Creative That Clicks
Write compelling, genuine ad copy
The mechanics of your ad are only one piece of the puzzle. There are certain considerations that should be taken into account when writing your ad copy itself. Namely, you want to show value to a user without coming across as pushy.
Don’t simply add a second headline to your existing ads. Rethink your entire ad creative
We’ve added extra characters over and above what an AdWords ad contained historically. That doesn’t mean that you should simply add some extra words to your existing creative.
Your ads have a lot more breathing room, which means you can reveal more about yourself to prospective clients. Whatever ad copy was most successful for you in the old world can instruct what you do with that expanded space. Put another way, you can now say things that you couldn't say before.
|Old Creative||New Version|
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Craft messaging that focuses on user needs and benefits
The best way to show value to a user is to think about their needs and benefits. Users respond to ads that include concepts that are important to them.
Focus on what a user gets by visiting your site. Things like reliability or trustworthiness (e.g. “official site”), a wide selection (e.g. “view our inventory”) and whatever else someone could want before visiting your site. Although those specific benefits will vary from industry to industry, start the ad copy writing process by thinking about your users.
Aside from knowing your own business and your customers, there are plenty of other ways to get insight into what users care about.
- Connect the terms that you see in the Search terms report with what ad copy is serving.
- Look at behaviour reports in Google Analytics to see which pages on your site are most appealing to new or returning users.
- Use language from successful pages on your own site as inspiration for your ad copy.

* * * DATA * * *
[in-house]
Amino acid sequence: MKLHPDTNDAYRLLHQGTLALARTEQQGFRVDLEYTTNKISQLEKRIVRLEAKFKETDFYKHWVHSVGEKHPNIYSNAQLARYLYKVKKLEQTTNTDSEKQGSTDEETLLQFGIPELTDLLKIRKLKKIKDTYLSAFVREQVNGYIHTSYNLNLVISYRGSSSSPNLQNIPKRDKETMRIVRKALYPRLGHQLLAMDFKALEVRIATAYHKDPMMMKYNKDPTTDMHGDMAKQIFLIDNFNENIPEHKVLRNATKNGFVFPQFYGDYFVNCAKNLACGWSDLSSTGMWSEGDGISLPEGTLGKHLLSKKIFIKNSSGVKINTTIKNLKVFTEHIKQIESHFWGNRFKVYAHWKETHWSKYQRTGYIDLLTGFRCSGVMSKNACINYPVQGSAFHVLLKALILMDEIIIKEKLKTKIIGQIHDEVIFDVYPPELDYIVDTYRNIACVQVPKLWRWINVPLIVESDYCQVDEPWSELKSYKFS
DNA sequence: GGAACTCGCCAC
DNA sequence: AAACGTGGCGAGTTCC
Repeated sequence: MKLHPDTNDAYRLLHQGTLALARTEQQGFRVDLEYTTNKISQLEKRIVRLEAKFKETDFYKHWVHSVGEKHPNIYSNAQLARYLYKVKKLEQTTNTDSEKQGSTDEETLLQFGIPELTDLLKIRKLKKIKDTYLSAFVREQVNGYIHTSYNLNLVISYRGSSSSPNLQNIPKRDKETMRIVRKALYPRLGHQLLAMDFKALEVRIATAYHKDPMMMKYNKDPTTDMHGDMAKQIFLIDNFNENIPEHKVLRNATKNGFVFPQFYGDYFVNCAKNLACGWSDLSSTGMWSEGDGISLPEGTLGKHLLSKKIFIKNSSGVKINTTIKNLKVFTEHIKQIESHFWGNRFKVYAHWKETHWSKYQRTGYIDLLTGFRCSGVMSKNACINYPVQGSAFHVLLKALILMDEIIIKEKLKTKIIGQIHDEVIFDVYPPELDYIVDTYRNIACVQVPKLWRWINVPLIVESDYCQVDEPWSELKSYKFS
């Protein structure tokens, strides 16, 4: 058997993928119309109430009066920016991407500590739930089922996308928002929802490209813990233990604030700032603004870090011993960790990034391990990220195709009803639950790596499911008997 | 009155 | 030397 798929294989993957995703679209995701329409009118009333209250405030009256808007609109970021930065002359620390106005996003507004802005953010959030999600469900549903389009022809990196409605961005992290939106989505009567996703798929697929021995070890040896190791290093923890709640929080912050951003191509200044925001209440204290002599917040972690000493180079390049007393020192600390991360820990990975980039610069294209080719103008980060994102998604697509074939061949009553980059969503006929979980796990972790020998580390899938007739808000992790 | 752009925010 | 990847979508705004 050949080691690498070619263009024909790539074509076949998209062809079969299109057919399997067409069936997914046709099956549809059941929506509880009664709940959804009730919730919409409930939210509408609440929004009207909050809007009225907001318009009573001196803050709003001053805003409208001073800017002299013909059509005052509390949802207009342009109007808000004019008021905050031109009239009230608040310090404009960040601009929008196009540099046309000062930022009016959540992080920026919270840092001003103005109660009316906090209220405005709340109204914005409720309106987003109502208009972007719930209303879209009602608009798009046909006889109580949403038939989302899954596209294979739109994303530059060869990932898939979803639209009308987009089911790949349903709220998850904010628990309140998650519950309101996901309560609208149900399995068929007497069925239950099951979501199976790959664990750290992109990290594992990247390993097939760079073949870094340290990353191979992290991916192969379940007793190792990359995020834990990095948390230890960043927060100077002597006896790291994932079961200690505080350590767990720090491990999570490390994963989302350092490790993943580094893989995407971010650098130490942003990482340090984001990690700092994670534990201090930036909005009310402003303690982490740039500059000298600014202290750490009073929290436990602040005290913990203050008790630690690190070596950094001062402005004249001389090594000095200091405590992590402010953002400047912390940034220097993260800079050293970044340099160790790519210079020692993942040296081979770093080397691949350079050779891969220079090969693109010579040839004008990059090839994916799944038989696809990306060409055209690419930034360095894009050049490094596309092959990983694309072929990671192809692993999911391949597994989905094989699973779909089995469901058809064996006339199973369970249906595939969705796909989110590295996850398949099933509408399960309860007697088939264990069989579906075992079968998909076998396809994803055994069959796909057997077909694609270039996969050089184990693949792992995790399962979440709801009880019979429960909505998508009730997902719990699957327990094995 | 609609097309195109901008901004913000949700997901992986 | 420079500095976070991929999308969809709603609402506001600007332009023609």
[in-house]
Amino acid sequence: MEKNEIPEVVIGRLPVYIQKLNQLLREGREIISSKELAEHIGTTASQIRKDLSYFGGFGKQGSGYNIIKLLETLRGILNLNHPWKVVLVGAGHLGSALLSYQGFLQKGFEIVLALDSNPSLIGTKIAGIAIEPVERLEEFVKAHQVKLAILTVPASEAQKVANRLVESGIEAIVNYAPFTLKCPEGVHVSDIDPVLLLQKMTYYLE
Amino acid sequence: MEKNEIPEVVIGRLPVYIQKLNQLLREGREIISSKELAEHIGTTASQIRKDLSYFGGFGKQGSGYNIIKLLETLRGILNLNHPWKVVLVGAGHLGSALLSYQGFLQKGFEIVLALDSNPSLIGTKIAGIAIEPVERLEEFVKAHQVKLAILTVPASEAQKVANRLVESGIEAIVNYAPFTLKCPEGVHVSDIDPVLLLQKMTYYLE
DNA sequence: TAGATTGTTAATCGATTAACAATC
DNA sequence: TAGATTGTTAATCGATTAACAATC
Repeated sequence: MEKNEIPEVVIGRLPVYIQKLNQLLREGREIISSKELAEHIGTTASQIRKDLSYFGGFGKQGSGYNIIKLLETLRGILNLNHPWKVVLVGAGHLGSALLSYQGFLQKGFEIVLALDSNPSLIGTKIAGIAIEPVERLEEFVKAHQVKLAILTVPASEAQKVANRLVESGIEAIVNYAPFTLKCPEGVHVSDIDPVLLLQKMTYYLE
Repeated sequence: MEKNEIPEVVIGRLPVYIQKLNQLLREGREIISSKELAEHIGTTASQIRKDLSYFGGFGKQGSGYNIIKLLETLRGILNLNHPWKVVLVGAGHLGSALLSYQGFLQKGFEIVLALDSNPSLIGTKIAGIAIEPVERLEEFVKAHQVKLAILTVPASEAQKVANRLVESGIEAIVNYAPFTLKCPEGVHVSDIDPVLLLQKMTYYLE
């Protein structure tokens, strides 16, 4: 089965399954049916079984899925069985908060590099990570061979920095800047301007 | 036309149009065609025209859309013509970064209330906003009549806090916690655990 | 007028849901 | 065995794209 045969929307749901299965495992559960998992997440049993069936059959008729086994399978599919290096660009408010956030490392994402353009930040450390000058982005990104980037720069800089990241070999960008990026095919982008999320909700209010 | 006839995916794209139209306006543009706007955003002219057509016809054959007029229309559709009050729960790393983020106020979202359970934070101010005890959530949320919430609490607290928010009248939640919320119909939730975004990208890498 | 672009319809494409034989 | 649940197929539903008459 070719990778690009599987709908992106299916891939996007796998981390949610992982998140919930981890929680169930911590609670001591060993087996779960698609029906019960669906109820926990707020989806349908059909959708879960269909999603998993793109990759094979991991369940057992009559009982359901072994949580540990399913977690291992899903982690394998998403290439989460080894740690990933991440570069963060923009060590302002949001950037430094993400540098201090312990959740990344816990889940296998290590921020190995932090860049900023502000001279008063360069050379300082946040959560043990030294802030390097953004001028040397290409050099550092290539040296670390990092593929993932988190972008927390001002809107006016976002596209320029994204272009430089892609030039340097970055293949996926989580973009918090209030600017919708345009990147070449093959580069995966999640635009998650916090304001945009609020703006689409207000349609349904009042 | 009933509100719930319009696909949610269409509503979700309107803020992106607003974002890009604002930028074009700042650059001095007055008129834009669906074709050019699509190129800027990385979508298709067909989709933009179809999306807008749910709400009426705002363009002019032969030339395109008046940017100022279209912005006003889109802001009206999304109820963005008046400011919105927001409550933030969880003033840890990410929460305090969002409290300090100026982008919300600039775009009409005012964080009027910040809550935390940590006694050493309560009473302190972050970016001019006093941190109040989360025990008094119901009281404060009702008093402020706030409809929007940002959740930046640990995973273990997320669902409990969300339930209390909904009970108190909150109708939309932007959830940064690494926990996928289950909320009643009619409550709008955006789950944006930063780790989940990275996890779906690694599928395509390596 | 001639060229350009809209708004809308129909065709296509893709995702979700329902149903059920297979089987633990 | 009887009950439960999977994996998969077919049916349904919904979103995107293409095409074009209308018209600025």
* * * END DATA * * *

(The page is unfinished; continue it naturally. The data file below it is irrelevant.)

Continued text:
Think about why you would want to be a customer of your business, and do what you can to capture that in your ad copy.
Avoid generic sales language in your ads. Use more specific and relatable calls to action
Once you’ve identified some benefits that your users could respond to, it’s easy to see why generic sales language might not be appealing. Things like “call us today” create a false sense of urgency. There’s not really a benefit to the user, so why would they want to call today?
Non-specific or generic calls to action (e.g. sign up today, book today) can often show decreased engagement with ads. Time-sensitive ads can be great, but there has to be a reason for that urgency. Saying something like “sale ends in XX hours” (through the usage of a countdown ad) can be very effective. Make any urgency earned and valued.
Estimates tend to be free, so it might not benefit a user to know that your estimates are also free. Similarly, signing up for a newsletter is great for you, but a user might not see it as a benefit. Having a clear call to action is great, as long as that action actually benefits a user.
And a final point: make your offers to customers relatable. Think about where someone is in the buying cycle based on their query. Know when a user probably wants to browse inventory and when it seems like they’re ready to actually make a purchase.
Plan to give people answers, not ask them obvious questions
While this isn’t a rule to be followed 100% of the time, people generally come to Google to find answers. Ad copy with a question in the headline often underperforms, while ads that offer answers typically receive more attention (and clicks).
Asking someone searching for “black dress shoes” if they’re “Searching for Black Dress Shoes?” is the type of question that never needs to be asked. Plenty of advertisers have seen success with a question in their headline, but more often than not this proves to be a lower performing version. If you want to test out headlines with questions in them, keep a close eye on that test and don’t be surprised if the version that offers a direct answer performs better.
|Try to avoid:||Assume that you're the answer they want|
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